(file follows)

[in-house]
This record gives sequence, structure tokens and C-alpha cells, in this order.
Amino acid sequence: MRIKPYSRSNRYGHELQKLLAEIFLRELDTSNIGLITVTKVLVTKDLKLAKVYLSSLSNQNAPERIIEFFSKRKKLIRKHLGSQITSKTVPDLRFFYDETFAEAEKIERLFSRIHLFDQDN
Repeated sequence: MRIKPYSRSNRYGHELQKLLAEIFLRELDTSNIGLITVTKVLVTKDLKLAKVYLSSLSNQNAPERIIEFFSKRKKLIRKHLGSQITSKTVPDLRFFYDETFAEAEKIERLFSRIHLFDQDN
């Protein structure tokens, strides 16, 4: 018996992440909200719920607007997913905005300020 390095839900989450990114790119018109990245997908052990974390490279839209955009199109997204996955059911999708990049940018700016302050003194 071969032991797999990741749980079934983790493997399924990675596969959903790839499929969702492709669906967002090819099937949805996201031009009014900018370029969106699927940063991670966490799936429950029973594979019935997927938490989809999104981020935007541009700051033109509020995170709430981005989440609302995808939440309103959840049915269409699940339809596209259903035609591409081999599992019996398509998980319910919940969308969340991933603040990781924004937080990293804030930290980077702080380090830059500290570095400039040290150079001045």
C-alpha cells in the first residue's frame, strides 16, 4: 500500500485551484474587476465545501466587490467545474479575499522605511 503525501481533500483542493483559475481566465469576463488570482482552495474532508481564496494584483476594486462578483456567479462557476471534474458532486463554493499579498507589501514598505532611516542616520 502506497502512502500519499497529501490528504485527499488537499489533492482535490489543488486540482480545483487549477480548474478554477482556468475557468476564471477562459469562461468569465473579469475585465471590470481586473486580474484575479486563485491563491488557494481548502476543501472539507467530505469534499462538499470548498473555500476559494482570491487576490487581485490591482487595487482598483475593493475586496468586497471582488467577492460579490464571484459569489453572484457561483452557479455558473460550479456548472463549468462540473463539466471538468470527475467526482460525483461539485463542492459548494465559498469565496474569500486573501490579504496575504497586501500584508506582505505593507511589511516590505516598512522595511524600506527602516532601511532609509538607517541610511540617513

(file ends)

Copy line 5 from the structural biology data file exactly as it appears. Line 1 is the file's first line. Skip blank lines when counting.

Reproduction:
């Protein structure tokens, strides 16, 4: 018996992440909200719920607007997913905005300020 390095839900989450990114790119018109990245997908052990974390490279839209955009199109997204996955059911999708990049940018700016302050003194 071969032991797999990741749980079934983790493997399924990675596969959903790839499929969702492709669906967002090819099937949805996201031009009014900018370029969106699927940063991670966490799936429950029973594979019935997927938490989809999104981020935007541009700051033109509020995170709430981005989440609302995808939440309103959840049915269409699940339809596209259903035609591409081999599992019996398509998980319910919940969308969340991933603040990781924004937080990293804030930290980077702080380090830059500290570095400039040290150079001045």